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How to become an exceptional security manager




How to become an exceptional security manager
How to become an exceptional security manager



http://www.infoworld.com/article/07/04/27/18OPsecadvise_1.html 

By Roger A. Grimes
April 27, 2007

I recently listened to a wonderful science program on National Public 
Radio discussing a book called Better: A Surgeon's Notes on Performance 
[1] along with its author, Dr. Atul Gawande. The book discusses the 
reasons why some practitioners excel while others just meet the 
standards or perform poorly.

Its hypothesis and conclusions can be universally applied in business 
and even life. It was easy for me to draw connections to my own 
experiences and relate the lessons to computer security.

Here are some of the excerpts and the corollaries I drew (I apologize to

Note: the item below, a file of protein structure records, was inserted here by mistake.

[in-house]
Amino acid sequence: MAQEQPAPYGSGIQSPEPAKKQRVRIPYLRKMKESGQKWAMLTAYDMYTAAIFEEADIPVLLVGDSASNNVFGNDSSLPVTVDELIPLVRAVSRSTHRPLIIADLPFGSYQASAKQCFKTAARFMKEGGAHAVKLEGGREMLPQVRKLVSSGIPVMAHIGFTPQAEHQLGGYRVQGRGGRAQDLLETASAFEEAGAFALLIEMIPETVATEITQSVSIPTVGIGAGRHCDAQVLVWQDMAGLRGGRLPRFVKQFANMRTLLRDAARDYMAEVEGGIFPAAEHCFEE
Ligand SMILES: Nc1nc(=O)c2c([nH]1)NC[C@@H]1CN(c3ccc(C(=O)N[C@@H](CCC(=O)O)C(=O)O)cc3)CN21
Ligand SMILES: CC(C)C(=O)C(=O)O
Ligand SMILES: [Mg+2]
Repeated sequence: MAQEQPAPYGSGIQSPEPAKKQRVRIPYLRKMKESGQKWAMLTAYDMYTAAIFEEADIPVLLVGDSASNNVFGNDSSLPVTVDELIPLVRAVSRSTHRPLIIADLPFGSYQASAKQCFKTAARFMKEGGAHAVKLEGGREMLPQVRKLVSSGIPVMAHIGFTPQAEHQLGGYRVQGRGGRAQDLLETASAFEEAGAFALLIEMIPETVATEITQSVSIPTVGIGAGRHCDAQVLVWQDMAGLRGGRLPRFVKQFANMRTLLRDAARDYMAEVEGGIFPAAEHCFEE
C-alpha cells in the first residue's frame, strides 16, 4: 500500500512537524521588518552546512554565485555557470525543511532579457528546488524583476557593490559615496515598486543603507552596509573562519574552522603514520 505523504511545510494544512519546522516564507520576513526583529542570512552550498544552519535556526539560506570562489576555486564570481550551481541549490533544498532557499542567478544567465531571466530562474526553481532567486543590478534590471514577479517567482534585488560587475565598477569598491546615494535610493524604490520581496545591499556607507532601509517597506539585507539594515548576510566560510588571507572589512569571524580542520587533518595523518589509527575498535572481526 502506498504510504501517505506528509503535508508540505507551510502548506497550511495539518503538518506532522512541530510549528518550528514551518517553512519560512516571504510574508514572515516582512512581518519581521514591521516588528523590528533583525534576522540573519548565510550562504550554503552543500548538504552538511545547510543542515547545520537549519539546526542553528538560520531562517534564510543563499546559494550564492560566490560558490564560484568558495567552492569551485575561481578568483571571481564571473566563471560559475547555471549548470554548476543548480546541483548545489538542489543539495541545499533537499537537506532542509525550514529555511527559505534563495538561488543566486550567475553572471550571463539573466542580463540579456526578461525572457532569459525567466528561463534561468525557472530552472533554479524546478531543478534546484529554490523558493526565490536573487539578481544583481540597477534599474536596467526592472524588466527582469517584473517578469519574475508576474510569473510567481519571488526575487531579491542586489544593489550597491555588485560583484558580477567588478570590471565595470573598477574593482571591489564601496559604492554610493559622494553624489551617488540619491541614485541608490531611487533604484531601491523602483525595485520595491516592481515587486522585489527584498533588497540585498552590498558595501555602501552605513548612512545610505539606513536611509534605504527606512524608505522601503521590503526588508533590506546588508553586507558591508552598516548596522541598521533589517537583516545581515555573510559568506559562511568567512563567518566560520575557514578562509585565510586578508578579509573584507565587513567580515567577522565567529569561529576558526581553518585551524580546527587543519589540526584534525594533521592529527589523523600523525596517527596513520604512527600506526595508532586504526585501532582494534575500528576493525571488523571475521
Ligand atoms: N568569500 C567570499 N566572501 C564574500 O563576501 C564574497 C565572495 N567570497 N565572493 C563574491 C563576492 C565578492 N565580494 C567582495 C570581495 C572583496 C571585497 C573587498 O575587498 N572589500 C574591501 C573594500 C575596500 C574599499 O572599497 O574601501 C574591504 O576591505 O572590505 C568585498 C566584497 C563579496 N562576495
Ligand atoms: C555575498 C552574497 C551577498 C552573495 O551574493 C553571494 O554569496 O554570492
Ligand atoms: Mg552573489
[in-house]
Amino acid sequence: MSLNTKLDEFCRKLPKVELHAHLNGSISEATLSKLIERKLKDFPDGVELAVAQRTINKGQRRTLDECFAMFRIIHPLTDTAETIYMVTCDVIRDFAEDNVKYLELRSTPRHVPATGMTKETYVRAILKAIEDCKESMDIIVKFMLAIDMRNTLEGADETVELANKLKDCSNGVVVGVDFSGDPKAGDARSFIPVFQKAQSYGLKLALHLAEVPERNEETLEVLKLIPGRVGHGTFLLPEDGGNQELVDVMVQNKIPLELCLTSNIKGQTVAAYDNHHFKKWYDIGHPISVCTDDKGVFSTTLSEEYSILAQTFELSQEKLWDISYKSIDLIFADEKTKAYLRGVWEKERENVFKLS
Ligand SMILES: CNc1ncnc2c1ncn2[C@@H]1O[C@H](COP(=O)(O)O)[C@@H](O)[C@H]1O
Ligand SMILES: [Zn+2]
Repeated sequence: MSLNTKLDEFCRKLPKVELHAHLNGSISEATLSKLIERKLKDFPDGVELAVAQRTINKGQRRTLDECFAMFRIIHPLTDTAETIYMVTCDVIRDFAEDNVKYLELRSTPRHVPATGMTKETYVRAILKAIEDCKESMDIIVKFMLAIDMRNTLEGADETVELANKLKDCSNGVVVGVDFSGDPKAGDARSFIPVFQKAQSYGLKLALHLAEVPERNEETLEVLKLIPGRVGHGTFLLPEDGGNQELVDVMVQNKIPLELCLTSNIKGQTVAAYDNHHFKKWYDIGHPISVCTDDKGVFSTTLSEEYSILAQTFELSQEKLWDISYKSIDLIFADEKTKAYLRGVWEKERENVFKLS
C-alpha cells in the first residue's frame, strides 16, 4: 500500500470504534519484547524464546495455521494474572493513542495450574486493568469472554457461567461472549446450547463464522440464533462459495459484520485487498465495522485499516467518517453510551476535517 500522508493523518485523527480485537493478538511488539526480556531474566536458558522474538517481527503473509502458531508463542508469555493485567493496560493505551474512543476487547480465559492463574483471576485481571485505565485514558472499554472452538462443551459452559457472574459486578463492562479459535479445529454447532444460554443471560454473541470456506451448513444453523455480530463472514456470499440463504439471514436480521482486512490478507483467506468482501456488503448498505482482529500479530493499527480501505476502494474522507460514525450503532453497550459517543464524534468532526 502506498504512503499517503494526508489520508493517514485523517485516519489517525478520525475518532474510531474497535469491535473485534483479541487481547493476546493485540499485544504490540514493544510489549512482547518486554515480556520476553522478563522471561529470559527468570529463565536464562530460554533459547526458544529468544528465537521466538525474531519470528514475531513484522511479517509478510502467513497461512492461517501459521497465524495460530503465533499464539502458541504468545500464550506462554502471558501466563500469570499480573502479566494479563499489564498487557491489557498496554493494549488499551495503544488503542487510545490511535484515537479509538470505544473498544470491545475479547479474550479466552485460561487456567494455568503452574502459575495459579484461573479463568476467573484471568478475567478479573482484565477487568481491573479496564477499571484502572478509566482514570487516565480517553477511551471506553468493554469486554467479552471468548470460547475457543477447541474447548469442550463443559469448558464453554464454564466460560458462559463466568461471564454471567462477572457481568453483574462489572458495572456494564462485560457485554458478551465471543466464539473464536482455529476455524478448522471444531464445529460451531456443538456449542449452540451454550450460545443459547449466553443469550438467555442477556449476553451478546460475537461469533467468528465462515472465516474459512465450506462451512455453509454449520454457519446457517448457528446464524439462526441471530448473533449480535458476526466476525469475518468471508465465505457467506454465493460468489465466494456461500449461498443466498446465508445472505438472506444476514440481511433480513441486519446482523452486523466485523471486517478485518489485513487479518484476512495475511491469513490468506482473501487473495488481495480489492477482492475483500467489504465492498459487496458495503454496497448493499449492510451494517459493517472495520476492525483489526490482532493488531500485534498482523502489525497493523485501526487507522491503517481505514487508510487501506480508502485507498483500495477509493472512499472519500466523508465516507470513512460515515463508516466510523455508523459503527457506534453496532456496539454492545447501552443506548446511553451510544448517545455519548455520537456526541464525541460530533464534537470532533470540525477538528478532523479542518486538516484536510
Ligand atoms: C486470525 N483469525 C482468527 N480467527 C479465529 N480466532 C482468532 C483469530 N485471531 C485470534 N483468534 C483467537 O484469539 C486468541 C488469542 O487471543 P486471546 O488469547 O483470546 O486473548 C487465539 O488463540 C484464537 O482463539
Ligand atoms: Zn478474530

the author in advance for any inaccuracies or misinterpretations):

The number one indicator for above-average medical care was often simply 
consistency. In the story related on NPR, the author discussed how one 
doctor was able to have significantly longer survival rates for his 
cystic fibrosis patients (47 years) as compared to the national average 
(33 years). The secret? Consistency. The doctor determined that many 
patients simply were not taking the recommended medicines consistently 
and timely. Once he realized this, he focused on making his patients 
more consistent, especially stressing that they should continue to take 
the medicine during the majority of the time when they felt well. The 
outcome was significantly longer living patients.

How many of us work in computer security environments where basic 
security recommendations are not applied consistently? I think it is 
nearly impossible to find a company that consistently and universally 
applies basic security tenets. So, we have inconsistencies, cracks in 
the system, and bad things are allowed to occur. The very human nature